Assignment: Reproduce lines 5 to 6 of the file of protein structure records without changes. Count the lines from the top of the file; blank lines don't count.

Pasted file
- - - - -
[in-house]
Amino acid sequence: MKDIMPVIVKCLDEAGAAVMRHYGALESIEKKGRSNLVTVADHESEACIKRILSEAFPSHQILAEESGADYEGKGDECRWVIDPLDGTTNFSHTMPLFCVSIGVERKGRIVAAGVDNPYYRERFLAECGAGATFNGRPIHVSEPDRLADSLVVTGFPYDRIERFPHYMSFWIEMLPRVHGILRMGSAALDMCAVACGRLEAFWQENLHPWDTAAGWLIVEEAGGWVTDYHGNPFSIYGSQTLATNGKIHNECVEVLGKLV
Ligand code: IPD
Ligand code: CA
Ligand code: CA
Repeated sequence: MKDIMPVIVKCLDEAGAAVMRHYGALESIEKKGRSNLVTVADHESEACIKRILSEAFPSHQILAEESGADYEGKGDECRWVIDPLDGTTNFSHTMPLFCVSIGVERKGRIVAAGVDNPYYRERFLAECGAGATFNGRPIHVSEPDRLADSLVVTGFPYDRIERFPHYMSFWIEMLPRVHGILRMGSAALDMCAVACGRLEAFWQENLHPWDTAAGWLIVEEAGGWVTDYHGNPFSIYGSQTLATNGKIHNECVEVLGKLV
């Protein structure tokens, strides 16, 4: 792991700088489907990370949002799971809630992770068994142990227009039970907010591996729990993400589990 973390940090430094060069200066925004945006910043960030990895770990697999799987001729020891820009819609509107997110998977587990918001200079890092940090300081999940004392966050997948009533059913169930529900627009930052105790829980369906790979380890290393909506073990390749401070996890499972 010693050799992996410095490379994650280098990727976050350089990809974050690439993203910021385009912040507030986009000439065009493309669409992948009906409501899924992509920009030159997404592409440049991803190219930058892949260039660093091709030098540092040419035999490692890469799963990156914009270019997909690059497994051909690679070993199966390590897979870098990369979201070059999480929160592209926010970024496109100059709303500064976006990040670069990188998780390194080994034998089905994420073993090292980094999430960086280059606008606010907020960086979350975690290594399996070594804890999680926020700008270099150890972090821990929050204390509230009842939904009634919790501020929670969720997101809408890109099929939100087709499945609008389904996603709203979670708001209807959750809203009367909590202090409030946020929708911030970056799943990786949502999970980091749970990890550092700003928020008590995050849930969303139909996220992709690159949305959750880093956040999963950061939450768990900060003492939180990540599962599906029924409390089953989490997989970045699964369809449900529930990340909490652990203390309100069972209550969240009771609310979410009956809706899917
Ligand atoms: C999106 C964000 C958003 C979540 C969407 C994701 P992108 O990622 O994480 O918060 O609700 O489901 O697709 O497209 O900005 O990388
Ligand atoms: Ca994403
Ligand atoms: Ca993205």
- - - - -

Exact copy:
Ligand code: CA
Repeated sequence: MKDIMPVIVKCLDEAGAAVMRHYGALESIEKKGRSNLVTVADHESEACIKRILSEAFPSHQILAEESGADYEGKGDECRWVIDPLDGTTNFSHTMPLFCVSIGVERKGRIVAAGVDNPYYRERFLAECGAGATFNGRPIHVSEPDRLADSLVVTGFPYDRIERFPHYMSFWIEMLPRVHGILRMGSAALDMCAVACGRLEAFWQENLHPWDTAAGWLIVEEAGGWVTDYHGNPFSIYGSQTLATNGKIHNECVEVLGKLV